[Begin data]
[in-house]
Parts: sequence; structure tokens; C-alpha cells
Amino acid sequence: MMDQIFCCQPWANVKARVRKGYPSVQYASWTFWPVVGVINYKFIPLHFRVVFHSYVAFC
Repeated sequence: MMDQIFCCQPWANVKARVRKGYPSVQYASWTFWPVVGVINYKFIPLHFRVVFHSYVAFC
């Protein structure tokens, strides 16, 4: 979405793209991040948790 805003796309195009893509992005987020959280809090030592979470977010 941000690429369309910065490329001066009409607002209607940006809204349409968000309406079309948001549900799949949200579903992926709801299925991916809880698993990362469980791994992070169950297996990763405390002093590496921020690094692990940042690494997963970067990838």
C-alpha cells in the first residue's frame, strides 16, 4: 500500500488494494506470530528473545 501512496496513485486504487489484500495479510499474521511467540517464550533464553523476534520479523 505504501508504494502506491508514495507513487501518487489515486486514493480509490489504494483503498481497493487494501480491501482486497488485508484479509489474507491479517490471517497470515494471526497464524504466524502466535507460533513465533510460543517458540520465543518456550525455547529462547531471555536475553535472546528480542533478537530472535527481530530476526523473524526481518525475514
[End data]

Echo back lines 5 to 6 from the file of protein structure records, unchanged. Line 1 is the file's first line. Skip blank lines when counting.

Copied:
């Protein structure tokens, strides 16, 4: 979405793209991040948790 805003796309195009893509992005987020959280809090030592979470977010 941000690429369309910065490329001066009409607002209607940006809204349409968000309406079309948001549900799949949200579903992926709801299925991916809880698993990362469980791994992070169950297996990763405390002093590496921020690094692990940042690494997963970067990838």
C-alpha cells in the first residue's frame, strides 16, 4: 500500500488494494506470530528473545 501512496496513485486504487489484500495479510499474521511467540517464550533464553523476534520479523 505504501508504494502506491508514495507513487501518487489515486486514493480509490489504494483503498481497493487494501480491501482486497488485508484479509489474507491479517490471517497470515494471526497464524504466524502466535507460533513465533510460543517458540520465543518456550525455547529462547531471555536475553535472546528480542533478537530472535527481530530476526523473524526481518525475514